Difference between Walt Whitman’s and Emily Dickinson’s Poems Compare And Contrast

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I refer to Walt Whitman as a beacon of hope and democracy. In the poem Song of Myself, he introduces himself to the world and celebrates himself in arguably the most renown manifesto of his poetic masterpiece. Like Emily Dickinson, Whitman is a master when it comes to describing nature. He Begins by observing the summer grass and breathes in the fragrance of himself; he expresses what nature means to him and poems. “The atmosphere is not a perfume, it has no taste of the distillation, it is odorless, it is for my mouth forever, and I am in love with it.” (Whitman)

This kind of imagery and hope is honestly electrifying, as opposed to Emily’s melancholy, bleak writing style. Whitman just seems like he is happy to be up right and drawing air. Whitman is in love with life, he is in love with the things around him and he accepts people for who they are. Although the differences of Whitman and Emily Dickinson are worlds apart, ranging from the punctuation, the different approaches these two artists possess is groundbreaking. They do have things in common however, and that is nature and love.

Song of Myself is an elongated, prominent honoring of the enclosing eccentric personality that Walt Whitman creates in Leaves of Grass. It is a strong representation of his unconventional democratic brand of poetry. His ability to blend the past, present, and future is just mind blowing, “I do not talk of the beginning or the end. (Whitman) Making his work classic and timeless. He states that people are like grass, they are individuals, yet they make a whole. At the end of the poem, Whitman offers an invitation to the reader. “Who wishes to walk with me? Will you speak before I gone? I sound my barbaric yawp over the roofs of the world.” (Whitman). That is an offer that I will gladly accept.

I went into detail about Song of Myself because it surely is a pleasure to read. The excerpts from the preface are basically all the themes Whitman presents in his poems, describing nature and having that over all love between people and the world. Emily is more on the darker side of the spectrum in my opinion, her poems are derived in pain. These two poets are so similar yet so different, one describes how beautiful life can be while one portrays how ugly it can be. In the last of the excerpt, reading what Whitman wrote about the dead was dumbfounding, he makes me feel redeemable, while Emily makes me feel all hope is lost.

Emily Dickinson is one of the most accomplished poets of her time, filling her poems with feelings of emotion and divine creation, love, and nature. “I HIDE myself within my flower, That wearing on your breast, You, unsuspecting, wear me too- And angles know the rest.” (Dickinson). The first stanza in I Hide Myself Within My Flower, embraces this soft, angelic tone almost as if it is being whispered in a way. Her ability to merge nature and heaven is classic Emily, this stanza represents that she is trying conceal something but wants to let it be known, not caring if other people know about it but her and her lover.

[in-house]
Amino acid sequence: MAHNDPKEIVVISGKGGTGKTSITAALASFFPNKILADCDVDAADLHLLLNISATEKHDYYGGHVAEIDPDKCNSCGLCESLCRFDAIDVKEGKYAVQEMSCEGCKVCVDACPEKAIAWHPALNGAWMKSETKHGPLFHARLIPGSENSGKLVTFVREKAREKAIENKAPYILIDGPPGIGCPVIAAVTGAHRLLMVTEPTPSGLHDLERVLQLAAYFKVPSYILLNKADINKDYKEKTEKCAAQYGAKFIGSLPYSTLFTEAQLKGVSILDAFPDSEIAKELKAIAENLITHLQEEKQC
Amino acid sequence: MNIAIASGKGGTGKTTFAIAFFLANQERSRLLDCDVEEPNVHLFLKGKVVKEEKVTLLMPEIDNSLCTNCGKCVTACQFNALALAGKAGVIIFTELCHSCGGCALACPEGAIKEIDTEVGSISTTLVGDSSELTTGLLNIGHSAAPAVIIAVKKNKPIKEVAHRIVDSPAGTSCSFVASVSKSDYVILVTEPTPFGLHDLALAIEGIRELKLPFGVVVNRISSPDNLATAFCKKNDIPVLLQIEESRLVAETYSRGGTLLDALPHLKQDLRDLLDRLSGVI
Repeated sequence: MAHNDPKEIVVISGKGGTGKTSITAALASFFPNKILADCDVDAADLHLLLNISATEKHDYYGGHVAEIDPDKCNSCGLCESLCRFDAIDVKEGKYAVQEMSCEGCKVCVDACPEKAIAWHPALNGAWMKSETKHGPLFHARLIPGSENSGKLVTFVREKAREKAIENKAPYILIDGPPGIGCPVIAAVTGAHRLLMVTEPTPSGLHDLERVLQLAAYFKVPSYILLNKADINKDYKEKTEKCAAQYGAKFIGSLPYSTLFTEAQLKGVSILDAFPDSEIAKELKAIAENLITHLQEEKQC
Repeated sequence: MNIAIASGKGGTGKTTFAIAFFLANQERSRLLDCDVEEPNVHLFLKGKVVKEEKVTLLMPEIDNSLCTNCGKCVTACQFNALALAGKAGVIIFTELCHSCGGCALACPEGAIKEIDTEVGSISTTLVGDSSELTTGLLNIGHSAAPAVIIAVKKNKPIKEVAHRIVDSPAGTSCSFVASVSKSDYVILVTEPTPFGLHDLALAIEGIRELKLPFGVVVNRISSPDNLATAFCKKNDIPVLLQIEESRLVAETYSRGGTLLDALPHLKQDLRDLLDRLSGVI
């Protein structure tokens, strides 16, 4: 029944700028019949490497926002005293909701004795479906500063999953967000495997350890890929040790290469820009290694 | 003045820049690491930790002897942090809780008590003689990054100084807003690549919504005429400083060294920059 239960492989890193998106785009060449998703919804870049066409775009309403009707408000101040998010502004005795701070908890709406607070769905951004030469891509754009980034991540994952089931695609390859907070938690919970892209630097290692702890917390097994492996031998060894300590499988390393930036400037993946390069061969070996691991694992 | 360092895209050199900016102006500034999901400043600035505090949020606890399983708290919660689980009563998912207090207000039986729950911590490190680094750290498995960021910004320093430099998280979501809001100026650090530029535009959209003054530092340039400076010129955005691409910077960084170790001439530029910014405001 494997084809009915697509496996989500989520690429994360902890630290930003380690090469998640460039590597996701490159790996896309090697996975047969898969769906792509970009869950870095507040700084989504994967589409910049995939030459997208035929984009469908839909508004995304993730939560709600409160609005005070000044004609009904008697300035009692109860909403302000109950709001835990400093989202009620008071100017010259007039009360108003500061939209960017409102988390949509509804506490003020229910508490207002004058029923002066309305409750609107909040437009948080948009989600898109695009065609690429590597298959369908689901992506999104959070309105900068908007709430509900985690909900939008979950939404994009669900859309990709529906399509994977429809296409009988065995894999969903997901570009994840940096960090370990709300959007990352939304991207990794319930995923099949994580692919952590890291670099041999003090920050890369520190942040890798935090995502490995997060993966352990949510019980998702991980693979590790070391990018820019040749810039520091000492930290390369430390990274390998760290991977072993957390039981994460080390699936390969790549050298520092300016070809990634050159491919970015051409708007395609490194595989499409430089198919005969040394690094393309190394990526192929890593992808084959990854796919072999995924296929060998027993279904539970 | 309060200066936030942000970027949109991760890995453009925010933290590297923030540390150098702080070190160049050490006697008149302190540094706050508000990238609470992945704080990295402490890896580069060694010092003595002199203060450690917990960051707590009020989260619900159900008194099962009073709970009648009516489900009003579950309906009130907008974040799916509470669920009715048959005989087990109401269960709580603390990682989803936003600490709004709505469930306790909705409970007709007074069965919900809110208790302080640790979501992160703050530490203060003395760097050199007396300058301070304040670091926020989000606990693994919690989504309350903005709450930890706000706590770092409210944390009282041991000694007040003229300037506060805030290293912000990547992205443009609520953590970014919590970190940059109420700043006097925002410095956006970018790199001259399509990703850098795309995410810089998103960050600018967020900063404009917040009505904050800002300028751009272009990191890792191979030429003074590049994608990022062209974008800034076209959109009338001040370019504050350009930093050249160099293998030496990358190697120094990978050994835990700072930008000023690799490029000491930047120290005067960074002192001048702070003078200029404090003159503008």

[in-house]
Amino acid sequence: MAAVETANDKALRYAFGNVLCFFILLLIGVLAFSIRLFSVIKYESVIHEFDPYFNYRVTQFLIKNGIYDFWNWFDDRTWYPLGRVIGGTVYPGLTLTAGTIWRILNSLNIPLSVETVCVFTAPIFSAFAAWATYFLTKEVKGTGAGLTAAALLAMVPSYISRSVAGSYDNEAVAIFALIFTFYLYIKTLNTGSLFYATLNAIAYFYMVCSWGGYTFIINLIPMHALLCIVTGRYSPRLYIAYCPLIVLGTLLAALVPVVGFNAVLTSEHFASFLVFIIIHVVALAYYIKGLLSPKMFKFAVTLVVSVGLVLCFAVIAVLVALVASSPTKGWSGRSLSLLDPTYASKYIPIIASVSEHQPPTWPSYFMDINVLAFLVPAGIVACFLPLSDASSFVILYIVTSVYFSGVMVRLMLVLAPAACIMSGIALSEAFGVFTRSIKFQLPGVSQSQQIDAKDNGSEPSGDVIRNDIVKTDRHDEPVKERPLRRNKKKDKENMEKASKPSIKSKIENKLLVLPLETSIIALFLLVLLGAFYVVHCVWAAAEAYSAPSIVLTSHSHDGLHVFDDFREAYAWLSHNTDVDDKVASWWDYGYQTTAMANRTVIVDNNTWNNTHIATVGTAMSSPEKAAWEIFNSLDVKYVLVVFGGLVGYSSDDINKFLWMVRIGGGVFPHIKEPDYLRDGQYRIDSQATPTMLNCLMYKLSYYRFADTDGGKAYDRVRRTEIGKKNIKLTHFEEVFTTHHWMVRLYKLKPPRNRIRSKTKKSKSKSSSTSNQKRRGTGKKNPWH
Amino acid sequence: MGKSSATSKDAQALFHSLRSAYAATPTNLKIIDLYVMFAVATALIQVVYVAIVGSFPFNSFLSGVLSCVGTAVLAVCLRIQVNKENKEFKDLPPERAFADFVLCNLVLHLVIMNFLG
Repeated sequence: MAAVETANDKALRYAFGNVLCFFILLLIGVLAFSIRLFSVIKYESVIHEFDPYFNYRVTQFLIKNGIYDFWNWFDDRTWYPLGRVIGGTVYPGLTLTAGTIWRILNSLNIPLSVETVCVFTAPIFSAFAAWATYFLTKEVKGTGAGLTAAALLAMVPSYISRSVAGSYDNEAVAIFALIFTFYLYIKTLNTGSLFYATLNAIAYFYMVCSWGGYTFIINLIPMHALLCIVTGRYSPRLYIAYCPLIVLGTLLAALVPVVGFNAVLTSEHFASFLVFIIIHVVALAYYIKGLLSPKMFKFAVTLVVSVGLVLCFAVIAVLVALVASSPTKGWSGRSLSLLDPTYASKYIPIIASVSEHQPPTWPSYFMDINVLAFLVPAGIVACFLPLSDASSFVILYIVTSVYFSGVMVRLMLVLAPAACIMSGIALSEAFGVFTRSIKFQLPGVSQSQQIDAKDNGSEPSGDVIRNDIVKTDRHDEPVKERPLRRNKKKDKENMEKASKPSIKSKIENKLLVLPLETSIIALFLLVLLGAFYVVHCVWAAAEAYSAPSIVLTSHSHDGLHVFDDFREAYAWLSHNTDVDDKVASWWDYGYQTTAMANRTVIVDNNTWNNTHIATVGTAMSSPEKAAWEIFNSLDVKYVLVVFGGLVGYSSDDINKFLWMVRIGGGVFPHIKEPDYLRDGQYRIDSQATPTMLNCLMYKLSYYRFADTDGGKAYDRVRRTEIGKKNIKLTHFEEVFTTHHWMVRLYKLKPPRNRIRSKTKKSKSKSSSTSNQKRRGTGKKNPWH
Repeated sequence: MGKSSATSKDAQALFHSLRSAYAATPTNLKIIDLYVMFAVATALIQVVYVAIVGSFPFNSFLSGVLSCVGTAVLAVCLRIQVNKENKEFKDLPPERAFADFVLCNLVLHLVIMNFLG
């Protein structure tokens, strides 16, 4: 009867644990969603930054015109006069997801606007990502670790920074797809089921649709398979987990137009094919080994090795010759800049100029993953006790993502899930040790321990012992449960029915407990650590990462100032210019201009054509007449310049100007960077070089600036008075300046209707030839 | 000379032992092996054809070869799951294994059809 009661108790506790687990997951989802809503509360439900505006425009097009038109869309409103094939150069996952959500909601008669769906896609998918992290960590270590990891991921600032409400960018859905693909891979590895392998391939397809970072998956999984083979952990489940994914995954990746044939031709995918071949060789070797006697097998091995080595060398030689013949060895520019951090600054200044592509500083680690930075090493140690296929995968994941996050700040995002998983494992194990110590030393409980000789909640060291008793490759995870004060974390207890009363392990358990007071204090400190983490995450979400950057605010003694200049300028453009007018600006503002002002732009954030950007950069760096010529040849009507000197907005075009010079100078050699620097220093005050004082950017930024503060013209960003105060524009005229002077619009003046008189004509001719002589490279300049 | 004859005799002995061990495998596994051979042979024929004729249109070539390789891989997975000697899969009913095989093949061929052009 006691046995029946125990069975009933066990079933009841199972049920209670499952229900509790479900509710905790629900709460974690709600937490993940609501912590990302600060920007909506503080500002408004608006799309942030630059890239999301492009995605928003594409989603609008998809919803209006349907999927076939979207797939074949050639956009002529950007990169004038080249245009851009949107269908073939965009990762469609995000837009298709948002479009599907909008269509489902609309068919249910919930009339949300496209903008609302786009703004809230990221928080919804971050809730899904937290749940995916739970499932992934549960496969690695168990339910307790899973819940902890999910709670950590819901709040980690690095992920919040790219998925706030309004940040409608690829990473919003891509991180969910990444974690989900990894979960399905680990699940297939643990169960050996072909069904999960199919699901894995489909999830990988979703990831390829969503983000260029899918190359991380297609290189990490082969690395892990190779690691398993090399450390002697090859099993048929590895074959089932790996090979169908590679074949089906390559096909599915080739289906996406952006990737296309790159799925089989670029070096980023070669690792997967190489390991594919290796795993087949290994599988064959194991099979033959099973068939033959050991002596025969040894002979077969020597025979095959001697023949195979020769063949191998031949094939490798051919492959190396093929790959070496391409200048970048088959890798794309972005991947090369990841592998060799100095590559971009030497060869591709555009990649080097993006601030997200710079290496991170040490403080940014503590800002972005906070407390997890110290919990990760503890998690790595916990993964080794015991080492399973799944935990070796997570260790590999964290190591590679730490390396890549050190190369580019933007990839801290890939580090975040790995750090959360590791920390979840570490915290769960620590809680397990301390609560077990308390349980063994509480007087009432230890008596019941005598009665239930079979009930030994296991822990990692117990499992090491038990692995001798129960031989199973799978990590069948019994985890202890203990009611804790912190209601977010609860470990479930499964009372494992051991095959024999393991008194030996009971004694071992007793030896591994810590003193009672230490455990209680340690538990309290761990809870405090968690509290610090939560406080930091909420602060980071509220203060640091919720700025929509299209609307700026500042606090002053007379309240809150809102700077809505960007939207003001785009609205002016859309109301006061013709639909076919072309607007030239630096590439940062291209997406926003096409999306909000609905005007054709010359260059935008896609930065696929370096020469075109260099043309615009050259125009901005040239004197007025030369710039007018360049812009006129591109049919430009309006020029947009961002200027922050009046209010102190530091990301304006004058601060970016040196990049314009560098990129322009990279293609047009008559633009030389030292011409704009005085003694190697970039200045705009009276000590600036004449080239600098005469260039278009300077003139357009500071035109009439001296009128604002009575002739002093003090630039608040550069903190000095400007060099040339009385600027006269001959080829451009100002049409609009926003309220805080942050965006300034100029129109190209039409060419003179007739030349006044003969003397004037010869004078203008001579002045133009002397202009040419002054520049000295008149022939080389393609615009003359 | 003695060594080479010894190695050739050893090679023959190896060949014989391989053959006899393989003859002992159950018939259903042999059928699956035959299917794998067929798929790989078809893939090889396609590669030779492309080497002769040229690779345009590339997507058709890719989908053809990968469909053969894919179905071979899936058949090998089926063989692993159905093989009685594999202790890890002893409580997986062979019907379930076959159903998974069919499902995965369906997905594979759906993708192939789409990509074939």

The flower represents the symbol of her love and inability to open up, or maybe because people do not want to see them together for whatever reasons. Emily portrays herself has being a hopeless romantic in this cruel world, “I hide myself within my flower, That, fading from your vase, You unsuspecting, feel for me almost a loneliness.” (Dickinson). Dickinson unravels to the reader that she views herself of having little to know value, she feels like she should be the prize but unfortunately is not treated that way. People everywhere have felt these dreaded emotions either from a breakup or having strong emotional connections for a secret admirer.

In the poem Should You but Fail at Sea, Emily can combine the elements of nature while having her poems stifled with emotion, shifting through imagery as you feel the pain in her words. “Should you fail but at sea—Sea—In sight of me—Or doomed to lie—Next Sun—to die—or rap—at paradise—unheard I’d harass God Until he let you in!” (Dickinson). The sheer emotion of this poem brings out the brilliance that is Emily, filled with images of a lover traveling across the ocean in search of her but not knowing if he will make it or not is utter gut-wrenching. In this short poem, I feel as if she puts herself as the trophy this time, mixing the harsh, endless ocean separating her and the one she loves. This poem is so intriguing because I feel as if Emily is planning on committing suicide if her lover does not make it to her, but then I get the feeling that maybe she would just pray for him to be allowed in heaven. Questions being formulated over her writing is what makes her one of the best poets to have graced this earth.

Walt and Emily are so different, yet so alike. The imagery, emotion, the feelings of love but from different aspects to even the differing writing styles is so complex. The only thing in my eyes that puts these poets in the same category is the imagery of nature, being able to breathe live into their poems and allowing me to see through the perspective of two geniuses. I do not believe it is fair to compare these two artists, both are great in their own way. Walt writes as if the world is a beautiful lie, while Emily is the painful truth.


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Difference between Walt Whitman’s and Emily Dickinson’s Poems Compare And Contrast. (2021, Apr 14). Retrieved from https://samploon.com/difference-between-walt-whitmans-and-emily-dickinsons-poems/

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